120 embroidery stitches and eight samplers

It's done! I finally finished collating, writing and illustrating instructions for every stitch I've ever used in a design and put them all into an ebook. 

Turns out I've used 120 hand embroidery stitches in various designs for books, kits, magazine projects and PDF patterns up to this point, a handy number for a book title. Turns out there are also often many different names for the same stitch and many different variations on a single stitch, so I'm hoping this helps eliminate any confusion any of you may have had over which stitch to use. The stitches are named as I know and use them in my designs, with all the alternative names I've come across listed underneath. 

The stitches are grouped into eight families, based on how the stitch is done. So stem stitch falls into the chapter on back stitches, because of the way you do it. It's a logical way to group stitches (to me, anyway) and you can progress through each chapter, often adding to a previous stitch or stitching technique to learn the next. 

To make it even easier to master the various stitches, I've come up with eight samplers to get to grips with some of the more commonly used (and a few not so commonly used) stitches from each chapter. They're fun, inspired by traditional embroidered patches.

The ebook and samplers are available in four different packages: 

The single pattern with all eight samplers does not include stitch instructions, as this would basically be a repeat of the book. But the standalone patterns do include stitch instructions, so you can use them to teach yourself embroidery if you're a beginner or looking for new stitches.

The book came about as an accompaniment to my patterns but stands on its own as a straightforward stitch guide too, whether you're looking to learn the basics, add to your stitch arsenal or give your #1yearofstitches project an injection of inspiration.

Minikin Garden: A free pattern for World Embroidery Day 2017

Old needlework magazines usually came with iron-on transfers, some of them closing in on a century old now. It's fun to take elements from them to rework as contemporary hand embroidery patterns.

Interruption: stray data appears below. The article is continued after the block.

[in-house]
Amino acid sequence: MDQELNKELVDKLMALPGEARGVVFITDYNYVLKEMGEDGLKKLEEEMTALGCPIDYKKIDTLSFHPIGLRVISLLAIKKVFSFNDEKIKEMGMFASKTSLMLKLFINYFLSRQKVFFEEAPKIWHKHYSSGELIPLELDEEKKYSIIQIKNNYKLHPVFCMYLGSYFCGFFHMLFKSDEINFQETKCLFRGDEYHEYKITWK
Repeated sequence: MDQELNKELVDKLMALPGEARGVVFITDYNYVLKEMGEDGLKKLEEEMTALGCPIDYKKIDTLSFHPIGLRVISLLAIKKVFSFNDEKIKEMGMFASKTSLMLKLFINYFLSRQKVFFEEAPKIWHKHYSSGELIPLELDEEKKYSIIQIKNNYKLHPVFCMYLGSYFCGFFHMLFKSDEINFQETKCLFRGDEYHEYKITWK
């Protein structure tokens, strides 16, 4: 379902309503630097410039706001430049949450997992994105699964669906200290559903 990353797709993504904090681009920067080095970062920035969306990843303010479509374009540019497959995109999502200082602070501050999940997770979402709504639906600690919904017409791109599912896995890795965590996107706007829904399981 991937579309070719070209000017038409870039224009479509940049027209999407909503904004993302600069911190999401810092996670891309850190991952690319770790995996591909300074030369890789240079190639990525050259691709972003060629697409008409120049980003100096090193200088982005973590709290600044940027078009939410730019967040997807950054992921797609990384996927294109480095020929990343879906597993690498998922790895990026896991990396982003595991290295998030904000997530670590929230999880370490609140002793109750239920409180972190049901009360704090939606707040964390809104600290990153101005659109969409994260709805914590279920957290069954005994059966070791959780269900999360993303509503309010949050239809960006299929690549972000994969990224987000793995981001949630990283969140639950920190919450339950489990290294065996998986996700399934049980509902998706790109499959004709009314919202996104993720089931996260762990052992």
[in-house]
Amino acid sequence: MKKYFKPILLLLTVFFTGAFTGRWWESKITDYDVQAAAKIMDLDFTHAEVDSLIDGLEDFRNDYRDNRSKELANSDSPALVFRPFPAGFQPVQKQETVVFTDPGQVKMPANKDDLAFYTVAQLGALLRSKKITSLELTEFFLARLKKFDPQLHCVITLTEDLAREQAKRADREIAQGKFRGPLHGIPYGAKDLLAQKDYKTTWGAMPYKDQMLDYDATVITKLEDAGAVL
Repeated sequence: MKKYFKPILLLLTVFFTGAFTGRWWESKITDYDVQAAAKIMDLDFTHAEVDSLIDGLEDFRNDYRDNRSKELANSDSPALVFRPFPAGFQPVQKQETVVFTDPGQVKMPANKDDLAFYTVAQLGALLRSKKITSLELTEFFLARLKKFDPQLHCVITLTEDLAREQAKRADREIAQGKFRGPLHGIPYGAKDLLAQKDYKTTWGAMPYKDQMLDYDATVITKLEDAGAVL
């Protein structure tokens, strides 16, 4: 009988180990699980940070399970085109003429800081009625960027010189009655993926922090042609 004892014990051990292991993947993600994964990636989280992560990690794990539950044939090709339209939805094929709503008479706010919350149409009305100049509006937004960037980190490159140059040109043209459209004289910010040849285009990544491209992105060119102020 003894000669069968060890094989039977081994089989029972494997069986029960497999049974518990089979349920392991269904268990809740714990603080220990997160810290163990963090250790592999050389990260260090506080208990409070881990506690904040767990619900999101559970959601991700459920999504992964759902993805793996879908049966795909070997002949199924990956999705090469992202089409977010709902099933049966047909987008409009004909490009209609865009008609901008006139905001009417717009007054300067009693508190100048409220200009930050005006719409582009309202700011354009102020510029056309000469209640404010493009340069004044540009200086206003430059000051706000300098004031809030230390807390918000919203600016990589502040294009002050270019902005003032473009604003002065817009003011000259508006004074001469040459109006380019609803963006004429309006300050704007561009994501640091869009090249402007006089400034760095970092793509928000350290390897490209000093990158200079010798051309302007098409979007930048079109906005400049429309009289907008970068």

This is what I've done with Minikin Garden, a free pattern in celebration of World Embroidery Day at the end of the month, on 30 July.

I have quite a few vintage transfers filed away and was looking for something to do with the more appealing ones. My design style isn't really vintage, although I do like some of the old designs, and so I thought it'd be a good idea to take bits and pieces from the transfers and use them to create new designs, embroidered in fresh and bold colours. And because of the copyright ethics, you get them for free!

I did this for the first time last year with Blue Bird and so many of you have downloaded the pattern, more than 700 to date. It encouraged me to do the same again this year, although it didn't take much nudging because it's an easy and fun way to design and embroider something new. And I really wanted to use one of my vintage oval hoops.

You can download Minikin Garden from Craftsy. 

Sylvan Garland, a woodland wreath

If Sylvan Garland looks familiar, it’s because this project originally appeared in Inspirations in Australia. But the magazine’s rights to exclusivity expired quite a while ago now and so I’ve created a PDF pattern for it. 

It's a light, fresh design that is fairly easy to embroider. The garland incorporates embroidered appliqué, which adds an extra dimension to the embroidery and is good for using up smaller pieces of your favourite fabrics.

At just under 40x40cm in size, it's a design with enough impact to work as standalone wall art or a feature cushion for the couch or perhaps a bedroom. 

The PDF pattern is available on Etsy and Craftsy

Embroidered insect #8: Anatomical Mantis

This delicately limbed fellow has been begging for an embroidered portrait, so here he is: Anatomical Mantis.

He's the eighth insect in my Anatomical range and a welcome addition with his muted hues of green, spindly legs and fragile wings.

The design is roughly the same size as the others in the range, which include an ant, bee, beetle, butterfly, dragonfly, moth and wasp

The PDF pattern is available as an instant download from Etsy and Craftsy.